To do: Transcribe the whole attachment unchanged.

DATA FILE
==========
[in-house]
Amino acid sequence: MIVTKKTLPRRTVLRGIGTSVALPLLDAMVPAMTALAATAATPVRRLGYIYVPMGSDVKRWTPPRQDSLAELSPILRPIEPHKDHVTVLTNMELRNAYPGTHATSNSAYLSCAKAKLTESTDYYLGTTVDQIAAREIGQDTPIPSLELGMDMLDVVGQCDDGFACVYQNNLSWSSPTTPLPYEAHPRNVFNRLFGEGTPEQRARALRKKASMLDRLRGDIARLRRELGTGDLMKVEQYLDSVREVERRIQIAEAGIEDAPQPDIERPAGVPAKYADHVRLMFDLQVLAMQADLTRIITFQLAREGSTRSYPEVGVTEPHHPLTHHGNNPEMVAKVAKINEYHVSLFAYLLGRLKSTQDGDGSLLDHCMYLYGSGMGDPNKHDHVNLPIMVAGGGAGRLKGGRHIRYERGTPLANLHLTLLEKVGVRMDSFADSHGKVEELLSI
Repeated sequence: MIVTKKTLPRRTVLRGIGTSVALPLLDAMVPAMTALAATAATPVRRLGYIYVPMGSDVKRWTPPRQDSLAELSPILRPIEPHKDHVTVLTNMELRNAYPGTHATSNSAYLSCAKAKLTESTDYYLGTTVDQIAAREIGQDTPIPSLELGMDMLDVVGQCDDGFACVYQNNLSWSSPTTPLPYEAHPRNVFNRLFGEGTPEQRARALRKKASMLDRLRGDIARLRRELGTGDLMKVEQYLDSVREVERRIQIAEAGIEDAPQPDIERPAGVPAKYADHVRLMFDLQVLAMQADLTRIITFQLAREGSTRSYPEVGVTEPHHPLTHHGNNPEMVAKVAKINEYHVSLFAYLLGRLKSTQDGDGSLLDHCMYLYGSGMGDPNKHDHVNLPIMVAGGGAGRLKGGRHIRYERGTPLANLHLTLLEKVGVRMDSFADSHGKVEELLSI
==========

[in-house]
Amino acid sequence: MIVTKKTLPRRTVLRGIGTSVALPLLDAMVPAMTALAATAATPVRRLGYIYVPMGSDVKRWTPPRQDSLAELSPILRPIEPHKDHVTVLTNMELRNAYPGTHATSNSAYLSCAKAKLTESTDYYLGTTVDQIAAREIGQDTPIPSLELGMDMLDVVGQCDDGFACVYQNNLSWSSPTTPLPYEAHPRNVFNRLFGEGTPEQRARALRKKASMLDRLRGDIARLRRELGTGDLMKVEQYLDSVREVERRIQIAEAGIEDAPQPDIERPAGVPAKYADHVRLMFDLQVLAMQADLTRIITFQLAREGSTRSYPEVGVTEPHHPLTHHGNNPEMVAKVAKINEYHVSLFAYLLGRLKSTQDGDGSLLDHCMYLYGSGMGDPNKHDHVNLPIMVAGGGAGRLKGGRHIRYERGTPLANLHLTLLEKVGVRMDSFADSHGKVEELLSI
Repeated sequence: MIVTKKTLPRRTVLRGIGTSVALPLLDAMVPAMTALAATAATPVRRLGYIYVPMGSDVKRWTPPRQDSLAELSPILRPIEPHKDHVTVLTNMELRNAYPGTHATSNSAYLSCAKAKLTESTDYYLGTTVDQIAAREIGQDTPIPSLELGMDMLDVVGQCDDGFACVYQNNLSWSSPTTPLPYEAHPRNVFNRLFGEGTPEQRARALRKKASMLDRLRGDIARLRRELGTGDLMKVEQYLDSVREVERRIQIAEAGIEDAPQPDIERPAGVPAKYADHVRLMFDLQVLAMQADLTRIITFQLAREGSTRSYPEVGVTEPHHPLTHHGNNPEMVAKVAKINEYHVSLFAYLLGRLKSTQDGDGSLLDHCMYLYGSGMGDPNKHDHVNLPIMVAGGGAGRLKGGRHIRYERGTPLANLHLTLLEKVGVRMDSFADSHGKVEELLSI